Pubdate: Mon, 11 Feb 2008
Source: Topeka Capital-Journal (KS)
Copyright: 2008 The Topeka Capital-Journal
Author: James Carlson
Bookmark: (Cannabis - Medicinal)


Senate Health Committee To Discuss Medical Conditions As Defense

A Senate health committee will hear testimony today on  a bill that 
would allow certain medical conditions as a  defense against 
prosecution for marijuana possession.

Under the Kansas Medical Marijuana Act, people with a  debilitating 
disease could present to the judge a  "written certification" from 
their doctor attesting to  the relief marijuana provides.

"(This bill) doesn't legalize marijuana, it doesn't  decriminalize 
it," said Laura Green, director of Kansas  Compassionate Care 
Coalition. "It just allows a person  who has a serious debilitating 
medical condition who  gets arrested for marijuana to bring it up to a court."

Jon Hauxwell, a physician from Hays, will testify in  favor of the 
bill. He used to work on a reservation in  Montana where he dealt 
with substance abuse issues. He  said he understands the opposition 
to this bill, but he  added that the medical community has never 
allowed those who abuse a drug to deter doctors from  prescribing it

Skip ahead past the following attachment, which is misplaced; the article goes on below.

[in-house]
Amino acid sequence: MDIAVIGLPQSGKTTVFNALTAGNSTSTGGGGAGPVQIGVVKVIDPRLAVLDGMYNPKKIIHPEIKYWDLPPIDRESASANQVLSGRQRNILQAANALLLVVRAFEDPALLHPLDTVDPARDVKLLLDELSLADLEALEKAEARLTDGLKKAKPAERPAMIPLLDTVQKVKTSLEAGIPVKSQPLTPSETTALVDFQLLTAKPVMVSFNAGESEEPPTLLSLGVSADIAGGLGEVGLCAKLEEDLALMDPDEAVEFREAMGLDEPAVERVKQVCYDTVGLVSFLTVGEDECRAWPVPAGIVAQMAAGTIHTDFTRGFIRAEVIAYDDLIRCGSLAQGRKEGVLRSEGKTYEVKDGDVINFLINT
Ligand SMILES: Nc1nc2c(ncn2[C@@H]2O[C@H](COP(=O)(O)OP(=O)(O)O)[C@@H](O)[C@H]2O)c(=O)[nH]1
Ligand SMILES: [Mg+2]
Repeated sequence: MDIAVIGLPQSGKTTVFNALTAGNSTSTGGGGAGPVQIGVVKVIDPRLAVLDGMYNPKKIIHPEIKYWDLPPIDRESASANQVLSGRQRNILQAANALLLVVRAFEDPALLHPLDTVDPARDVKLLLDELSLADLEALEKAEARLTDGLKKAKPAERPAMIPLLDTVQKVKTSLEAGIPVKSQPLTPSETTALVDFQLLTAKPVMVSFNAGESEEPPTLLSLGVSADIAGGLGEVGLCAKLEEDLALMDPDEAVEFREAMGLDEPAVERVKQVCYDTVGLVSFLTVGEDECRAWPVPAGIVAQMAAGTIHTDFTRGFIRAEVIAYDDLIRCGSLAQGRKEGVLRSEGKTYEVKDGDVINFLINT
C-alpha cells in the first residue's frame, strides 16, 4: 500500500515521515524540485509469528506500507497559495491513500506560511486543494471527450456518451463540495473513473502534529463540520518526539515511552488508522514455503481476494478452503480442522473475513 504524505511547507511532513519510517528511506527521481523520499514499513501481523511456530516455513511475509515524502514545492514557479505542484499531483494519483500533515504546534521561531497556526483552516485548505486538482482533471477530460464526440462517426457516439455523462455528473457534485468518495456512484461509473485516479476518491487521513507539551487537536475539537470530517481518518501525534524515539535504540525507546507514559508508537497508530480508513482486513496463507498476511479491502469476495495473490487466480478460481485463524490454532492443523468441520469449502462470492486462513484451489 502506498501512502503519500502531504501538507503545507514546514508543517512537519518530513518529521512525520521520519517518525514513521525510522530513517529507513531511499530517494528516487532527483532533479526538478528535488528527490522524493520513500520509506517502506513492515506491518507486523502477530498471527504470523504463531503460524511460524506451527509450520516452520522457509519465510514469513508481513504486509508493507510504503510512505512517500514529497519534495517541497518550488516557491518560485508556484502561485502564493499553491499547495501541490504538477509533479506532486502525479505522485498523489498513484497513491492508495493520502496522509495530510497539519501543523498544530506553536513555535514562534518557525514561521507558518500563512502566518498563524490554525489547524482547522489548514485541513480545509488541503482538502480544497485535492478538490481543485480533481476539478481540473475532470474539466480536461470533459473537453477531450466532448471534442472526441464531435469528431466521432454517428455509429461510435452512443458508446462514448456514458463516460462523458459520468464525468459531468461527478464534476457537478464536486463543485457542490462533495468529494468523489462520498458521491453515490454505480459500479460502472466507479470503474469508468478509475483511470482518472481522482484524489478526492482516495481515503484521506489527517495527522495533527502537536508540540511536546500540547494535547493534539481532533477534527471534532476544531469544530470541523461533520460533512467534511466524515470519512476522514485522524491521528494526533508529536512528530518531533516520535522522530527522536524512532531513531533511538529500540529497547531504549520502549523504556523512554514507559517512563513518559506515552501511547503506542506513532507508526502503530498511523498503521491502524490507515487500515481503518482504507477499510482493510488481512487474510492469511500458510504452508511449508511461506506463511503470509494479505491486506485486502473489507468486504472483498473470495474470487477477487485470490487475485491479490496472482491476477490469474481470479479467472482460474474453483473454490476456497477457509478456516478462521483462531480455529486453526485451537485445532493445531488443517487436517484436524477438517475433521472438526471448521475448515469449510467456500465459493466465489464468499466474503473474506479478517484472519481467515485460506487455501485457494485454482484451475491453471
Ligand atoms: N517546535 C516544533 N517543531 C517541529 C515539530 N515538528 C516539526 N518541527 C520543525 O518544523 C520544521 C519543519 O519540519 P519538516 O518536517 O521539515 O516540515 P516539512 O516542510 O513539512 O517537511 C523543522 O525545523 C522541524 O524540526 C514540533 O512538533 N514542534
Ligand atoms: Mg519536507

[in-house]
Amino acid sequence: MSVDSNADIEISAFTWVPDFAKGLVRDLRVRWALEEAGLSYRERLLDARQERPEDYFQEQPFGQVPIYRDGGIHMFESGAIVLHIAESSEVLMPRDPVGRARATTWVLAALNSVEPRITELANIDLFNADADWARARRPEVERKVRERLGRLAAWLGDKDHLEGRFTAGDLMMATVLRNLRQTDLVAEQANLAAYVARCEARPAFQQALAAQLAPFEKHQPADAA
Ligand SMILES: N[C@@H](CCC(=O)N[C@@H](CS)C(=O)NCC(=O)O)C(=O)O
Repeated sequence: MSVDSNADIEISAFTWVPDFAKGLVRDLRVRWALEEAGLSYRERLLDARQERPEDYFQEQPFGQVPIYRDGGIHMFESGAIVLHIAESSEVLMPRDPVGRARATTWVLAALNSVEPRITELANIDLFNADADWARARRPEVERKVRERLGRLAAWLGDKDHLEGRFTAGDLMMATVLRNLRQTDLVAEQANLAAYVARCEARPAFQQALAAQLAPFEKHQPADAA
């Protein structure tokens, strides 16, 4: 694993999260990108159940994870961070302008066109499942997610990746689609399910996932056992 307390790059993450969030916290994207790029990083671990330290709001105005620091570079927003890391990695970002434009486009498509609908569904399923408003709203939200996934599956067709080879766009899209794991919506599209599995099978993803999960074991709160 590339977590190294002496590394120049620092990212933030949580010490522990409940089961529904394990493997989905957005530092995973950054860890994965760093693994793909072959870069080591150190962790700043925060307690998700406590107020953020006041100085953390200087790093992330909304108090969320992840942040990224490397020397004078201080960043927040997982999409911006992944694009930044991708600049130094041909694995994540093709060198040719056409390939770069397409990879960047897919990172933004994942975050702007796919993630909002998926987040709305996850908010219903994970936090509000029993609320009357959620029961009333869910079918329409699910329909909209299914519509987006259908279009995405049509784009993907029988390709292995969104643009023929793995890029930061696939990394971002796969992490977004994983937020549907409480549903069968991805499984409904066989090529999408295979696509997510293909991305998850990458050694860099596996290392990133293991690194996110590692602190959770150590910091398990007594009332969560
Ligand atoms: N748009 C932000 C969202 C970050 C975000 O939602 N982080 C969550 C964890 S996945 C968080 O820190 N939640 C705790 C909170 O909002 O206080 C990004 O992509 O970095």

to patients in need. He listed morphine  and Ritalin as other legally 
prescribed drugs to which  patients can get addicted.

"We shouldn't throw the baby out with the bathwater,"  Hauxwell said.

Former Attorney General Robert Stephan, a cancer  survivor himself, 
also will testify in favor of the  bill. In August, he came out in 
favor of legalizing the  drug for medical use.

He said at the time he believes "the state should not  pre-empt the 
role of the physician when it comes to  deciding what is best for ill Kansans."

The legislation defines a debilitating condition as  "cancer, 
glaucoma, positive status for human  immunodeficiency virus, acquired 
immune deficiency  syndrome, hepatitis C, amyotrophic" or any other 
condition that causes a host of debilitating symptoms.

Current law doesn't allow judges or juries to consider  a medical 
condition when prescribing punishment for  possession of the drug.

"You can't even mention it," Hauxwell said.

The bill faces an uphill battle in a state wary of  legislation that 
even smells like marijuana  legalization. Senate Health Care 
Strategies Committee  member Sen. Vicki Schmidt, R-Topeka, opposed 
the introduction of the bill. She said there was no way 
of  standardizing dosages of marijuana.

And committee chairwoman Sen. Susan Wagle, R-Wichita,  who is in 
remission from stage four non-Hodgkin's  lymphoma and whose son 
survived leukemia, said in a  recent article about medical marijuana 
that there are  other drugs on the market that work.
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